Asking people with extensive family connections and roots to admit their own privilege requires them to acknowledge that members of their family have participated in an unjust system. We are not asking conservatives to denounce a theory; we are in effect asking them to call their ancestors and living family members racist and sexist. To them it feels like we are asking them to vacate all of their families’ wins.
It is hard to love and admire your grandfather, to be proud of your family’s roots and yet admit that your heritage is tainted by abuse or even unfair advantage. For many conservatives, it would feel like betrayal for them to acknowledge that their grandfather got his job because he was white. It would be denying or erasing his hard work. It is difficult to celebrate their great-grandparents 50th wedding anniversary if they acknowledge that great-grandma had no other viable options because her husband has never allowed her to learn how to drive a car.
A dear friend of mine lost her father several years ago. They had not gotten along for years before his death—she was a liberal feminist and he a small town southern pastor. Still she admired how his hard work and enterprising spirit had kept the family afloat when the church could not afford to pay them. Her father had purchased houses at bargain prices and made the family’s living off the rents. She felt grateful that he had worked so hard to provide for their family.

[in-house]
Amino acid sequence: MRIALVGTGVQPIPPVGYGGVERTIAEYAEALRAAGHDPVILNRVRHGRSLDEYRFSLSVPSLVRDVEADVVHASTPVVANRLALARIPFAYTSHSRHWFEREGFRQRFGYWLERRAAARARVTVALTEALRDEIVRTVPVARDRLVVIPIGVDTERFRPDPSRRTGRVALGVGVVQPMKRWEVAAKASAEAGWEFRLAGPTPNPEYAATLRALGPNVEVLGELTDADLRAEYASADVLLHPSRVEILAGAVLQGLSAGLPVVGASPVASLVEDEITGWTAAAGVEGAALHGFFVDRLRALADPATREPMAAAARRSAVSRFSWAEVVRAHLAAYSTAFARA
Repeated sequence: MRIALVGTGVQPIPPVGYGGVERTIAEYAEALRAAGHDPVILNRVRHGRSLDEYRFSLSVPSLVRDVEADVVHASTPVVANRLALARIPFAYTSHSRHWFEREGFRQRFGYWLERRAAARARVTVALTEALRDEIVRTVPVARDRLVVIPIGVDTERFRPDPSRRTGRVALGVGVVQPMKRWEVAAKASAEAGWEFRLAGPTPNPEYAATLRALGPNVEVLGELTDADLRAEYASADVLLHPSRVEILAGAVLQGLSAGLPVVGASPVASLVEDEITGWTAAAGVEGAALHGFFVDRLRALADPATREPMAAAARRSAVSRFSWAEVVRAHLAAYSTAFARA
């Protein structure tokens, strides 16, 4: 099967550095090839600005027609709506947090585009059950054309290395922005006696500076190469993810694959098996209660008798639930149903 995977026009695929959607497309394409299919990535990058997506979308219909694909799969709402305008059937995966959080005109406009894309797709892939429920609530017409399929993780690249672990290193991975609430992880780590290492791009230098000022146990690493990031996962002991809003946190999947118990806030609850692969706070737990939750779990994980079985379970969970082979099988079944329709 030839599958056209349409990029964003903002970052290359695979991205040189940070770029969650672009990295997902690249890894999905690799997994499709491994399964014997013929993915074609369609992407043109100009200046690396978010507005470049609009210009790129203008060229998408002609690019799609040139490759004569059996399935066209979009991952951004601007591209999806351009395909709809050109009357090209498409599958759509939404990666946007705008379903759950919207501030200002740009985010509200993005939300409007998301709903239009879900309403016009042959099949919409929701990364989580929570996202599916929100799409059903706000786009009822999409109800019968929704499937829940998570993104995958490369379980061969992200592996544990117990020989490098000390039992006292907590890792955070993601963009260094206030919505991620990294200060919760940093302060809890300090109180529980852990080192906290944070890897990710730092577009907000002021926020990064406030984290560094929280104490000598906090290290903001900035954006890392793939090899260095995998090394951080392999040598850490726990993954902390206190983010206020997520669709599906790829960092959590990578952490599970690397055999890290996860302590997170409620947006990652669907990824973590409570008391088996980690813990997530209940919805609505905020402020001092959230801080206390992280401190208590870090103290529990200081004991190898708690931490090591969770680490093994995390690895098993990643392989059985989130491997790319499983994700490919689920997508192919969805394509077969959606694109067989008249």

It was only after his death, when she discovered that the city had held off on condemning the properties out of cronyism, that she realized that her father had been a slumlord. She had a horrible time accepting what her father had done, that he had fed their family and built his legacy not just on hard work and an entrepreneurial spirit, but also on years of charging abusive rents for housing that was uninhabitable.
My friend had filed away her father’s occasional racist comment as an artifact of his generation, not as an indicator that he might be abusing his tenants. After realizing that he was a slumlord, she saw his racist comments for what they were: excuses for failing to keep his rental properties even maintained to basic levels of safety. Her brothers continue to employ those same excuses, saying that “those people live like animals” and deserve nothing better.
For my friend, recognizing her white privilege, the way that her family had prospered at the expense of minority families, meant vacating her father’s wins. Recognizing that he was a racist slumlord was emotionally wrenching for her, and she had already turned her back on what he stood for. It was impossible for her brothers who hero-worshiped their dad.
I am not suggesting that we as liberals stop calling attention to the way that privilege impacts our society. What I am suggesting is that we find a way of talking about it that is respectful of the emotional cost involved in admitting that our family’s wins were the product of an abusive system. And that we find a way to help people adopt a new way of relating to others who do not make them feel like they are vacating their entire family’s wins.